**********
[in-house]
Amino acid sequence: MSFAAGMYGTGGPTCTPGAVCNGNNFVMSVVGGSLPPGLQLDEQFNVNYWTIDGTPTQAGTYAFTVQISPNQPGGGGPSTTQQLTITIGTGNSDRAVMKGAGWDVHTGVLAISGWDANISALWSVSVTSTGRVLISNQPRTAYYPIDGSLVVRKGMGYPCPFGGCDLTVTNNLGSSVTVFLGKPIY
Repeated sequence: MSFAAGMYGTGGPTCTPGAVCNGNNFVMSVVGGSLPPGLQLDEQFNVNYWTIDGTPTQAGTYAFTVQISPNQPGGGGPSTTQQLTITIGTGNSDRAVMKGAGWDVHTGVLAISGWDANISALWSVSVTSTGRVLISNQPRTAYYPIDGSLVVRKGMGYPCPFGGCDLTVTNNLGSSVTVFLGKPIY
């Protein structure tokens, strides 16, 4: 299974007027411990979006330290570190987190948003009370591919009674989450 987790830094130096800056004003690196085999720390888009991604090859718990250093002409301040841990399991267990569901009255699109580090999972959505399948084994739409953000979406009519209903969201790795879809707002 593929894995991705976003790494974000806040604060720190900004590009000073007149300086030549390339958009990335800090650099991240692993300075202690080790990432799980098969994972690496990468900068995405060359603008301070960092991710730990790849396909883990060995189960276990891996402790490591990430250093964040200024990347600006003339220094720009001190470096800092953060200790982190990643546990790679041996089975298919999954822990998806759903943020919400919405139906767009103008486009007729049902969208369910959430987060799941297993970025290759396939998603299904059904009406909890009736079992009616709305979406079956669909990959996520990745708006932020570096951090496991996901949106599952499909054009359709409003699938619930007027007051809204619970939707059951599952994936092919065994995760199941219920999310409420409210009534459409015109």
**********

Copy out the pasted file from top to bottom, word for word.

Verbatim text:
[in-house]
Amino acid sequence: MSFAAGMYGTGGPTCTPGAVCNGNNFVMSVVGGSLPPGLQLDEQFNVNYWTIDGTPTQAGTYAFTVQISPNQPGGGGPSTTQQLTITIGTGNSDRAVMKGAGWDVHTGVLAISGWDANISALWSVSVTSTGRVLISNQPRTAYYPIDGSLVVRKGMGYPCPFGGCDLTVTNNLGSSVTVFLGKPIY
Repeated sequence: MSFAAGMYGTGGPTCTPGAVCNGNNFVMSVVGGSLPPGLQLDEQFNVNYWTIDGTPTQAGTYAFTVQISPNQPGGGGPSTTQQLTITIGTGNSDRAVMKGAGWDVHTGVLAISGWDANISALWSVSVTSTGRVLISNQPRTAYYPIDGSLVVRKGMGYPCPFGGCDLTVTNNLGSSVTVFLGKPIY
């Protein structure tokens, strides 16, 4: 299974007027411990979006330290570190987190948003009370591919009674989450 987790830094130096800056004003690196085999720390888009991604090859718990250093002409301040841990399991267990569901009255699109580090999972959505399948084994739409953000979406009519209903969201790795879809707002 593929894995991705976003790494974000806040604060720190900004590009000073007149300086030549390339958009990335800090650099991240692993300075202690080790990432799980098969994972690496990468900068995405060359603008301070960092991710730990790849396909883990060995189960276990891996402790490591990430250093964040200024990347600006003339220094720009001190470096800092953060200790982190990643546990790679041996089975298919999954822990998806759903943020919400919405139906767009103008486009007729049902969208369910959430987060799941297993970025290759396939998603299904059904009406909890009736079992009616709305979406079956669909990959996520990745708006932020570096951090496991996901949106599952499909054009359709409003699938619930007027007051809204619970939707059951599952994936092919065994995760199941219920999310409420409210009534459409015109």